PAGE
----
Attention-Getters to Get Kids Minding Healthy Messages

Hi and welcome back to Attentionology for K – 5 Teachers!

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“Oh the places you can go…!”

Dr. Seuss, beloved author in many parts of the world, wrote a telling poem in “Oh, The Places You’ll Go!” The poem empowers children with these lines:

“Congratulations! Today is your day,

You’re off the great places; you’re off and away.

You have brains in your head,

You have feet in your shoes,

You can steer yourself any direction you choose.”

Problem is, according to research done by neuroscientists, many children today arrive at school, camp, or other vacation destinations unaware of how the brains in their heads work.

What’s the attentionology connection? It’s a no-brainer! Brain function includes the capacity to stay on task in any setting.

Neuroscientists suggest that……improving brain function in students must be a team effort – another no-brainer – but a significant challenge.

Think of how many times, for example, teachers, camp counselors and parents have urged kids to get a good night’s sleep, only to watch them doze off or act like they’re in a daze the next day. No matter how many times supervising adults discuss the importance of enforcing bedtime for K – 5 students, the question remains…Is anyone minding the message?

You don’t have to have a PhD to know that sleep deprivation can impair children’s ability to learn. Add sleep deprivation to the growing list of distraction-makers that we face in the world today.

Learning and mastery of an academic, sports or any skill can’t happen if a student can’t stay focused. And how about permanent learning? Neuroscientists report that when children and adults sleep, the brain consolidates what they learned while they were awake.  Sleep is good for everyone!

Another documented brain builder is good nutrition – another no-brainer!  News abounds, at least in the U.S., about the growing percentage of obese children and the direct link between obesity, poor nutrition, and inadequate exercise. Professionals in all circles related to elementary education recommend that K – 5 students eat a breakfast with protein (milk counts) to provide a sustainable source of blood sugar – get this – that is essential to being alert.

Put another way, protein in the morning keeps kids on an even keel until lunch when they need to stoke up on more good nutrients to ride the afternoon learning train without crashing.

If Minding Your Brain were a triangle, the third line, after sleep and nutrition, would be, you guessed it – exercise.

How do you first address kids each day? I ask my students to sit up, look up, and listen up. As soon as I have everyone’s attention I tell the class that it’s important to sit up because doing so allows oxygen to flow better to the brain. Better brains do better work and everyone can achieve a better brain, I explain, when you set your mind to it.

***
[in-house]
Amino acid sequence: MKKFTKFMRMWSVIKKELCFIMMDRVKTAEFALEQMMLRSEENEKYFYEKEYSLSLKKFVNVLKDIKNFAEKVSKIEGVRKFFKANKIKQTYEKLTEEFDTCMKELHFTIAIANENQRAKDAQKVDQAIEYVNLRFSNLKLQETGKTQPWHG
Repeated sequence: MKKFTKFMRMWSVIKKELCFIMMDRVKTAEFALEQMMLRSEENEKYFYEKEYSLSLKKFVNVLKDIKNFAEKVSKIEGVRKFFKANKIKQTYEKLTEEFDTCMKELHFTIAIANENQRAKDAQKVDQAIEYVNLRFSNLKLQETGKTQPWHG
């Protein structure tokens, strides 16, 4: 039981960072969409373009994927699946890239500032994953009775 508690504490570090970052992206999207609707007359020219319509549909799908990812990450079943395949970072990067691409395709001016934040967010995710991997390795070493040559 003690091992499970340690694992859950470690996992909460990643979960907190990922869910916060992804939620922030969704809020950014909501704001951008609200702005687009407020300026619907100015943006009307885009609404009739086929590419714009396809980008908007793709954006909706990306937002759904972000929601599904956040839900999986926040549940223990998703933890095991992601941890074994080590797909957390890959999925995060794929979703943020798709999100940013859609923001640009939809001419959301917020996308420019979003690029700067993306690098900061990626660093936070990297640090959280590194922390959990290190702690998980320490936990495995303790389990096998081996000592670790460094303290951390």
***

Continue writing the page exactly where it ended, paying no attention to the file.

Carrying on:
Properly cared for brains don’t just have what it takes for one-day learning; they become storage factories of information and skills for the future. To help children grasp this important concept, you can make a Brain Box. It’s a simple graphic tool:

Turn a colorful storage box into a cool teaching tool!

Turn a colorful storage box into a cool teaching tool! Make it a Smart Box full of healthy living images & messages. Or, make it a Brain Box!

Directions for Making a Brain Box

  • Find a box with a lid
  • Find and cut out photos (available in newspapers and magazines) of the following:

* a child or children sleeping

* a container of cereal and one of milk

* Optional: pictures of other healthy foods

* people being active indoors and outdoors

  • Place the cut out photos inside the box and write Brain Box on the lid.
  • Add colored paper slips with short messages about healthy living.
  • As a class activity, invite students to open the box and discover the contents. Discuss ways for students to care for their brains. Optional: ask students to draw and color pictures that show good sleeping, eating and exercising habits. Add these to the Brain Box.

Teaching  K – 5 kids about brain health by presenting the concept in tangible form – a box with quick tips – is a great way to stress the importance of minding healthy messages.

Remember, you don’t need to be a magician to work magic in any instructional setting!

Stop by Tuesday for a new International Festival of Attention-Grabbers – Vietnam, and again on Wednesday for Mid-Week Focus.

Talk with you soon,

Barbara ♥ The Lovable Poet

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Barbara Cleary has been serving as a resource to hundreds of educators for more than 25 years. An award-winning writer, producer, teacher, and trainer, Barbara’s focus is on offering easy, fun tools and tricks that support K-5 curricula and assist teachers with classroom management.
Quick tips for common classroom conundrums: K-5
Situation: Young students are getting noisy while you’re trying to teach.

Solution: Hold up "Listen Star," a toy magic wand that you’ve designated to be a cue for quiet. Tell the class, "When you see our friend, 'Listen Star' dance across the classroom sky, that’s your signal to HUSH for a moment."

Related Posts: Let "Listen Star" Work Magic for You